That uneasy, often contradictory, spirit permeates the album. "Bad Year for Rock and Roll" growls about the difficulties of 2016 but still expresses hope that "you don't have to die to reach a better place," ultimately admitting that the emotional balancing act is tough by saying "I wanna go out, but I'll probably stay home."
The 53-year-old Prophet, who made his mark with the band Green on Red in the 80s and has continued on his own since 1990, calls this new album "California Noir." That's as fitting a description as any for a collection of songs that draws on the brightness of surf-side guitars and melodic hooks while simultaneously meditating on the inevitability of death and the crumbling of the American dream.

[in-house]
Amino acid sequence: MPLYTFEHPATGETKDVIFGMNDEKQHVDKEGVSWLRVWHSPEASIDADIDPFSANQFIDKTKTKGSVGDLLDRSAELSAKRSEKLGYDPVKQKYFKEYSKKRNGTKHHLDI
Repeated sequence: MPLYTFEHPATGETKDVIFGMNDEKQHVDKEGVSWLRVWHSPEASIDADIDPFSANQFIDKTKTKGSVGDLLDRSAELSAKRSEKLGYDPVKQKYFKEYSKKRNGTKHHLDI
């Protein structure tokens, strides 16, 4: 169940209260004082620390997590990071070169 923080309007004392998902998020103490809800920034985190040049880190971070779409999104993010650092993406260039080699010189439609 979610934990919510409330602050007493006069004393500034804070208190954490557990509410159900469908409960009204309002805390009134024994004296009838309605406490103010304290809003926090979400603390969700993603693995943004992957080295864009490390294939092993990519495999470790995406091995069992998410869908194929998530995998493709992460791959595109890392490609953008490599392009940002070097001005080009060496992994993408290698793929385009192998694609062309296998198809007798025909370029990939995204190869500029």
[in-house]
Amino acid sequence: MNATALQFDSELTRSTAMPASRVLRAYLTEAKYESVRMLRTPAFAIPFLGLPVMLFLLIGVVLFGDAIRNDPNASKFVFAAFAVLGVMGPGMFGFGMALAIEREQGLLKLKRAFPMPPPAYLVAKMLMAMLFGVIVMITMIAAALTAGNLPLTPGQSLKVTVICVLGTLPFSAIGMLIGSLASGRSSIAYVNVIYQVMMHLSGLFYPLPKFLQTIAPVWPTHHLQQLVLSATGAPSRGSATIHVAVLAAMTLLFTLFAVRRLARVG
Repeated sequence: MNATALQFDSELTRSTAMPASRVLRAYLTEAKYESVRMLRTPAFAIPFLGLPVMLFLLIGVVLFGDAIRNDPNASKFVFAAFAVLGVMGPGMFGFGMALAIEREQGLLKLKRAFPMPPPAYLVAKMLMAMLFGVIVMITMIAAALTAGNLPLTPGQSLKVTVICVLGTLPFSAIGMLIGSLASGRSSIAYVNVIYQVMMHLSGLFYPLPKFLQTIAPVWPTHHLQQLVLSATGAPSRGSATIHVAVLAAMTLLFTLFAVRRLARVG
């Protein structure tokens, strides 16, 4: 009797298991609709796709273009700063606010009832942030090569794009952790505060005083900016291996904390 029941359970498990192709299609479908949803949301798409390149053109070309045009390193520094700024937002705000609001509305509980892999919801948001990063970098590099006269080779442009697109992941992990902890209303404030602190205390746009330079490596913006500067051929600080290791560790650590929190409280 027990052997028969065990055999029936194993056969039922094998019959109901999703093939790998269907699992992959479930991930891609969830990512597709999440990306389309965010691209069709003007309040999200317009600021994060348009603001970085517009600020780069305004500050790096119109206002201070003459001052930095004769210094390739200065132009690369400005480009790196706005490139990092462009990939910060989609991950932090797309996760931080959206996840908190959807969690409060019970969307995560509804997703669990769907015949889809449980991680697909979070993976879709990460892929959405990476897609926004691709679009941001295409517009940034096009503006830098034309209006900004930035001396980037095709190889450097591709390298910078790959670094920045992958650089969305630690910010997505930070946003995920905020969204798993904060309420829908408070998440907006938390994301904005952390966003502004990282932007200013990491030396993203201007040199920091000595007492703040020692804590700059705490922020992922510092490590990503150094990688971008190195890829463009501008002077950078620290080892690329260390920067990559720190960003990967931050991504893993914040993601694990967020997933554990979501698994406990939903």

When Prophet cruises into Fort Wayne, he'll be in the middle of one of those classic rock road trips, one that began in Austin and grinds through the Americana of the Upper Midwest, hitting St. Paul, Milwaukee and Chicago before stopping in Indiana. Prophet has been living the dark underside of American rock on the road, not just singing about it, for decades, and he's not about to stop now.
Subscribe to whatzup2nite for a chance to win a pair of passes to:
Classic Deep Purple Live with Glenn Hughes
May 2 • The Clyde